Dendroboard banner
1 - 14 of 14 Posts

·
Registered
Joined
·
1,274 Posts
Discussion Starter · #1 ·
I'm trying to get rid of the annoying "flash" I get in most pix where the reflection off of the frogs moist skin makes a bright "flash" on the frog. This was taken with the flash pointing straight up and it is reduced but the image seems a little dark and the background is gone. I guess it's not too bad of an effect. Maybe I need to try with one of those things Kyle had mentioned that covers the flash.
 

·
Registered
Joined
·
696 Posts
I think it's a great pic!!!
I used to encounter the same problem with underwater pics. I needed to get the flash further away from the camera. I used a long synch cord to angle the flash where ever, however I wanted. This coupled with a diffuser allowed me to get the results I wanted. I found a similar set up for my land camera, waiting on the developing.
Now with a dig camera you can be more flexible and take many more pics. I shoot three at a time now. Not bracketing but more compensating when not using a tripod.
I think lighting towards the back of your subject and using the flash from the side would make a huge difference in the background while still lighting your subject.
Just my 2 cents.
 
G

·
Nice picture Robb.
I have an Omni Bounce made by Stofen. Something else that will help is a Circular Polarizer. Also try and take a picture of the frog when it is more dry, as wet skin reflects the light too.
 

·
Premium Member
Joined
·
13,229 Posts
I have found a polarizer is very tough to use with flash, as you will need to stay at the same angle. The other problem is that you may still get a reflection from the lights in the tank when trying that. The best way I have found to reduce the glare is to always take them at a little bit of a angle.

I had planned on ordering a flash bracket last night, but the one I want it seems everyone is out of...
 
G

·
Not trying to hi-jack the thread, but while on the subject, can somebody recommand a good "flash muffler" (light box?)? I have a Nikon D100 with a SB-50DX that casts really sharp/dark shaow when taking indoor picture, even when it's pointed up. I looked at the link and it's compatible with:

Omni-Bounce OM-SB5 19.95 Add to Cart
Two-Way Bounce Unit TW-UNI 19.95 Add to Cart
Green and Gold Set OC-SBSET 29.95 Add to Cart
Green Omni-Bounce OC-SBGR 17.95 Add to Cart
Gold Omni-Bounce OC-SBGL 17.95 Add to Cart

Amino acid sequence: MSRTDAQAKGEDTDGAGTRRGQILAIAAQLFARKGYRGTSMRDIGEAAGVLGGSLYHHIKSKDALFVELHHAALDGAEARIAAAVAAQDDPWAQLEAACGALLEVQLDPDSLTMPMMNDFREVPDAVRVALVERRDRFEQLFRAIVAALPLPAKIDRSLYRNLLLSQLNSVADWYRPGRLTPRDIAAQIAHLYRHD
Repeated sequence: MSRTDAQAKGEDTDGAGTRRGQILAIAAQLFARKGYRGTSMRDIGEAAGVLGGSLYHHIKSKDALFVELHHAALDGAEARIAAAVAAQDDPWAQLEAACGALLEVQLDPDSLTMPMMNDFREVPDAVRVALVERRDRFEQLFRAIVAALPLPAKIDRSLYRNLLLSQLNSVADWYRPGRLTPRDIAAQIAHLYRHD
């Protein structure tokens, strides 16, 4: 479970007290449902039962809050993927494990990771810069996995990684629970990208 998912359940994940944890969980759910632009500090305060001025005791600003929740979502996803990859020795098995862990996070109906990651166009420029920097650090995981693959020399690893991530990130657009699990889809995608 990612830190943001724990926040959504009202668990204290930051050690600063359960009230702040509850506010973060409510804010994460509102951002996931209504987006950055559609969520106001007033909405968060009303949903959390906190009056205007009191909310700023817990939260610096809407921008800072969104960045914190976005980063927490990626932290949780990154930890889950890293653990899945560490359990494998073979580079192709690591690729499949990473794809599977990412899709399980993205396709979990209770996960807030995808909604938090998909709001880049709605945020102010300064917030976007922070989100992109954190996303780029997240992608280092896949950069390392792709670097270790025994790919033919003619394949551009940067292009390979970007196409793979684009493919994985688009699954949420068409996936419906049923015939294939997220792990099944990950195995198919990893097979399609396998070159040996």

Two-Way Adapter TW-UNIA 3.00

Unfortunately with no info at all on the website, I am not quite sure what to get...

Sorry again for butting in!
 

·
Registered
Joined
·
327 Posts
I really like that picture. It has a ton of detail in it...you can see the texture on the skin so well you can almost feel it.

How do you like that Sigma macro? I'm torn between the Sigma and the new Tamron 90mm macro for my Nikon D70.
 

·
Registered
Joined
·
1,274 Posts
Discussion Starter · #11 ·
I like the Sigma so far, but it's the only real macro lens I've used. I've taken some of my best frog pictures with it. Previously I was using a Sigma 24-70 and although they were ok the macro lens just does the job so much better. The Tamron got great reviews from what I have heard. I'd like to try the Canon 100mm macro to see if I can notice any real difference.
 

·
Registered
Joined
·
297 Posts
cross polarization

Wet subjects pose problems due to the highly reflective nature of water. One way to get around it is to use a "cross polarization technique". This entails a polarizing filter on the lense and each of the flashes you use. All the poarizing filters need to be angled correctly to get the desired effect (wet subject, with fewer hot spots from the wet areas).

This technique works very well and is used when photographing not only wet subjects, but other reflective subjects like minerals and gems.

As to macro lenses, I have both Canon EF 100 macros (the old one at home and the new USM one at work). I have also shot with the Tamron MF, Minolta MF & AF as well as the Nikon MF & AF (owned a lot of cameras and lenses over the years). I love the new Canon EF 100 USM - beautiful focusing compared to everything else out there. Optically, these are all comparable. Some of them will not go 1:1 on their own (need extension tubes or converters). One of the huge advantages with the Canons is the ability to use teleconverters (with extension tube), so you can get a 140mm f4 macro (EF 1.4X), and a 200mm f5.6 macro (EF 2X).
 

·
Registered
Joined
·
1,799 Posts
BTW Robb that is a realy good pic, I wish! Great detail and i realy like how he is up on that, just reminds me of when they always show preditors searching for prey on large stones etc.



Ryan
 
1 - 14 of 14 Posts
This is an older thread, you may not receive a response, and could be reviving an old thread. Please consider creating a new thread.
Top